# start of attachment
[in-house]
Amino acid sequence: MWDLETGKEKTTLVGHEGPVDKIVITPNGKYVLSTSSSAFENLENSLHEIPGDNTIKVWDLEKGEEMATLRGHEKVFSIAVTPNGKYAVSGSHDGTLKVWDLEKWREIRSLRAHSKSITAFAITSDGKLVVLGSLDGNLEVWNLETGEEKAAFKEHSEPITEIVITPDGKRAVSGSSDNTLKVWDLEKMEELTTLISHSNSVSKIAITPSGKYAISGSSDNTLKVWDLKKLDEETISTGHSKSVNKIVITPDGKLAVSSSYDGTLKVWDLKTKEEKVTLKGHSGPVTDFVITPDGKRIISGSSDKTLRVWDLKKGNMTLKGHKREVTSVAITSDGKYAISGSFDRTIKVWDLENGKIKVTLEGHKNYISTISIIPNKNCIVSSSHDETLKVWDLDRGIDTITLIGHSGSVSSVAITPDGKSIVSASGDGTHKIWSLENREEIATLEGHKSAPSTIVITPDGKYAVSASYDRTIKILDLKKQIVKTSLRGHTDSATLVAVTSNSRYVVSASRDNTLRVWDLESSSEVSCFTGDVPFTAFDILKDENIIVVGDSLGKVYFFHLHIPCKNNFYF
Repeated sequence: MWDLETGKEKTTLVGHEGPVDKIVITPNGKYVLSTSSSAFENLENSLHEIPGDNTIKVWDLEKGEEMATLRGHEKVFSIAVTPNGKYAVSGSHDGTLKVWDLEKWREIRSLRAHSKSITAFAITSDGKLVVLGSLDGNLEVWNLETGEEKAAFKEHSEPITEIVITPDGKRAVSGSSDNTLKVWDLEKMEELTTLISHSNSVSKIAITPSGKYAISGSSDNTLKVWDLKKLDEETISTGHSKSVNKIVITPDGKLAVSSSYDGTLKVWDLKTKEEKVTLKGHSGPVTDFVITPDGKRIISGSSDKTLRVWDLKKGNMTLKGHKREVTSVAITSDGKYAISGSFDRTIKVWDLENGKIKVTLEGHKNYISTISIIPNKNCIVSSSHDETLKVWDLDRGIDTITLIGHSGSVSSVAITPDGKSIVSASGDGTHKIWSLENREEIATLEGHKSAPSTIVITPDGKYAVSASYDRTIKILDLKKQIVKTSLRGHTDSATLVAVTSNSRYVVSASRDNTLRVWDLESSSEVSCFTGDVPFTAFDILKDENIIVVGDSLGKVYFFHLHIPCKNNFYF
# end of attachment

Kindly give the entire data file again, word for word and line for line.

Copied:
[in-house]
Amino acid sequence: MWDLETGKEKTTLVGHEGPVDKIVITPNGKYVLSTSSSAFENLENSLHEIPGDNTIKVWDLEKGEEMATLRGHEKVFSIAVTPNGKYAVSGSHDGTLKVWDLEKWREIRSLRAHSKSITAFAITSDGKLVVLGSLDGNLEVWNLETGEEKAAFKEHSEPITEIVITPDGKRAVSGSSDNTLKVWDLEKMEELTTLISHSNSVSKIAITPSGKYAISGSSDNTLKVWDLKKLDEETISTGHSKSVNKIVITPDGKLAVSSSYDGTLKVWDLKTKEEKVTLKGHSGPVTDFVITPDGKRIISGSSDKTLRVWDLKKGNMTLKGHKREVTSVAITSDGKYAISGSFDRTIKVWDLENGKIKVTLEGHKNYISTISIIPNKNCIVSSSHDETLKVWDLDRGIDTITLIGHSGSVSSVAITPDGKSIVSASGDGTHKIWSLENREEIATLEGHKSAPSTIVITPDGKYAVSASYDRTIKILDLKKQIVKTSLRGHTDSATLVAVTSNSRYVVSASRDNTLRVWDLESSSEVSCFTGDVPFTAFDILKDENIIVVGDSLGKVYFFHLHIPCKNNFYF
Repeated sequence: MWDLETGKEKTTLVGHEGPVDKIVITPNGKYVLSTSSSAFENLENSLHEIPGDNTIKVWDLEKGEEMATLRGHEKVFSIAVTPNGKYAVSGSHDGTLKVWDLEKWREIRSLRAHSKSITAFAITSDGKLVVLGSLDGNLEVWNLETGEEKAAFKEHSEPITEIVITPDGKRAVSGSSDNTLKVWDLEKMEELTTLISHSNSVSKIAITPSGKYAISGSSDNTLKVWDLKKLDEETISTGHSKSVNKIVITPDGKLAVSSSYDGTLKVWDLKTKEEKVTLKGHSGPVTDFVITPDGKRIISGSSDKTLRVWDLKKGNMTLKGHKREVTSVAITSDGKYAISGSFDRTIKVWDLENGKIKVTLEGHKNYISTISIIPNKNCIVSSSHDETLKVWDLDRGIDTITLIGHSGSVSSVAITPDGKSIVSASGDGTHKIWSLENREEIATLEGHKSAPSTIVITPDGKYAVSASYDRTIKILDLKKQIVKTSLRGHTDSATLVAVTSNSRYVVSASRDNTLRVWDLESSSEVSCFTGDVPFTAFDILKDENIIVVGDSLGKVYFFHLHIPCKNNFYF